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Day 80: Life’s Greatest Coin Toss

October 27, 2010

“What do you think it’s gonna be?”

It’s a question expectant mothers love and impending fathers loathe.

For many mothers, it’s a solid conversation starter.  It sparks brainstorming for clothing purchases, future hobbies, matronly traditions and heirlooms, etc.

The dad’s take is usually “I have no idea what it’s gonna be.  Can’t do anything about it.  We’ll find out soon enough.”

A child’s gender is a true coin toss.  It’s about 50/50, there’s almost no way outside of blatant and skilled manipulation to influence the result, and you shouldn’t make any big decisions until you know the outcome.

Heck, the coin toss doesn’t even meet its intended purpose unless it’s executed properly…

Melissa and I will find out on Saturday when we get our first ultrasound.  I’d be lying if I didn’t envision passing down some of my incredible sports and childhood experiences to my son.  My wife, as well, has her own experiences from running track and cross-country in high school.  Alternately, I’ve become more and more intrigued about doing the same with my daughter.

I’m profusely opposed to foisting the limiting gender role of little girls.  Don’t like the “Disney Princess” stereotypes, don’t approve of “dumbing it down for the boys,” can’t stand the idea that “a bride’s wedding day is the biggest day of her life.”

The team I give the most credit to for my initial development as a broadcaster is the hockey team at Northeastern…to clarify, that’s the women’s hockey team.  Before taking the reins for men’s hockey broadcasts on WRBB, I refined my skills during off-the-air tape recorder practice calls of the wome’s hockey teams at Matthews Arena.  The games were sparsely attended, the sport’s structure at the collegiate level is scattershot (only 34 D-I teams compete at the level) and my level often carried off the wooden roof through the remaining specators.

The sport of women’s hockey often gets overlooked by casual sports fans as a once every four years Olympic distraction and by hardcore hockey fans as a softer version of the game due to its restrictions against hitting.

Let it be known that women’s hockey players are some of the most intense, driven, and intimidating athletes to ply their trade.

Story #1: The Bloodiest Knuckles

I’ve only recoiled at one hockey fight in my life.  I’ve seen plenty of them, including Keni Gibson’s goalie stick slash to the back of bu’s* Brad Zancanaro and a handful in the ECHL which included a wrestling-style fireman’s carry performed by Nello Ferrara, Zack Fitzgerald storming out of the PENALTY BOX to engage Kevin Kotyluk, who subsequently suffered a broken leg when the referee who tried to break it up fell on his femur.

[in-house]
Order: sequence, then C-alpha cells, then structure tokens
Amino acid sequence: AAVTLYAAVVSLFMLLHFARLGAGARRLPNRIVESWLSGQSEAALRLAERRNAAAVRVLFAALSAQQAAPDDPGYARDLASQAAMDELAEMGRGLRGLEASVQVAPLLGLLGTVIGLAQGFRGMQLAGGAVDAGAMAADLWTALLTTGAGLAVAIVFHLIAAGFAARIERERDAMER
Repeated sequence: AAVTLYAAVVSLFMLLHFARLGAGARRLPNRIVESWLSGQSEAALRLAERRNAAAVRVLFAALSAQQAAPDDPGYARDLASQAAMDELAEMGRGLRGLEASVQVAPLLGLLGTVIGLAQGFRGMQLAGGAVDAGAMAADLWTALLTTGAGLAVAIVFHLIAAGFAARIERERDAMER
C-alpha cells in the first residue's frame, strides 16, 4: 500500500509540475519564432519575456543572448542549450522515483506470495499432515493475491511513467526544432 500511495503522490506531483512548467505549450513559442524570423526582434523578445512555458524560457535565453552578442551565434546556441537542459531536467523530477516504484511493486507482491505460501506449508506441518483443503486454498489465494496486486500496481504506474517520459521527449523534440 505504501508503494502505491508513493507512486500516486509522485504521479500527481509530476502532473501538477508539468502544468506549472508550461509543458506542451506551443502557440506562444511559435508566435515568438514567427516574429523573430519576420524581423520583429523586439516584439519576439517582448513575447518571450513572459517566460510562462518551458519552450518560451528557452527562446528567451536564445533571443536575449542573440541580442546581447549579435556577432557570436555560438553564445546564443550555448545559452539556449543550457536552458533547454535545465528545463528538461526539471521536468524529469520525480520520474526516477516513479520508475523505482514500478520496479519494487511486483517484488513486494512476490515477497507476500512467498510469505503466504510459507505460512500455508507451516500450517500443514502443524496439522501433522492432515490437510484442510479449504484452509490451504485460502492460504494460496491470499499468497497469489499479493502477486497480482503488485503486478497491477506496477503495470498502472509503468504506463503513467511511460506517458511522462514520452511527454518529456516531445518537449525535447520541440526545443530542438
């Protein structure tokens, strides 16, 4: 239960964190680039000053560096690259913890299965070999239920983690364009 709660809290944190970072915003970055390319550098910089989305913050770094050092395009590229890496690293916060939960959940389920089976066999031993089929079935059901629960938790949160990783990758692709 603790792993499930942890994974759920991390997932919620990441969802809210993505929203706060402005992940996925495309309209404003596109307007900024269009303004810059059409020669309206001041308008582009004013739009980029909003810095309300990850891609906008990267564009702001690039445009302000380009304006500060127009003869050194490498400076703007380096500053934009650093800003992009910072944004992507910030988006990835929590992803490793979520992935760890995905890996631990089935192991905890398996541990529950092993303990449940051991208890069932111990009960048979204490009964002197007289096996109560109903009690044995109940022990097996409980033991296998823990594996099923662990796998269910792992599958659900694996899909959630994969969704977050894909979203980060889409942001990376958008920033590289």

The only time I felt a fight had been taken TOO far was during a non-descript game between Northeastern and Wayne State.  An 8-2 game had gotten out of reach for Wayne State.  Hitting is a two-minute minor in the women’s game.  College players wear full-face cage masks.  NU defenseman Pamela Pachal tied up with her opponent.  They didn’t even bother circling.

They started punching into the cage masks with the gloves on.  I’m not talking puppet nun uppercut jabs; these were full-force roundhouses.  The gloves flew off with momentum, but the roundhouses continued.

Bare fists into metal cages at knockout speed.  Eventually the cages fly off not with a willing free hand but, again, through the recoil of the force of the now bloodied knuckles.  The roundhouses continued with piston-like efficiency.

Each engaged skater’s left hand grabs the collar of their counterparts’ sweater for balance.  With no shield between one’s knuckles and another’s face, the ferocity became even greater and more feral.  Imprints of bloody knuckles on each fighter’s face were visible from the Arena’s third-tier press box.  A concoction of crimson and spittle emerged from the players’ mouths as their eyes grew wider.  Referees stood hesitant to interject out of concern for their own safety.  The roundhouses continued.

From my high perch, my practice hockey commentary transformed from a play-by-play to a live news account like the Hindenburg disaster. If I would have screamed a Jim Ross “WOULD SOMEBODY STOP THE DAMN MATCH!”, it would not have been entirely out of place.

Eventually, exhaustion kicked in, Pachal and her opponent loosened the grip on each other’s sweaters and they exchanged back slaps before being sent off to their locker rooms for the remainder of the game.

It was the most aggressive scene of collaborative assault I’ve ever witnessed, and it ended with a collegial “Nice one.”   It was Fight Club.  Between a pair of 5’1″, Upper Midwest native, female scholarship athletes.

Story #2: The Olympian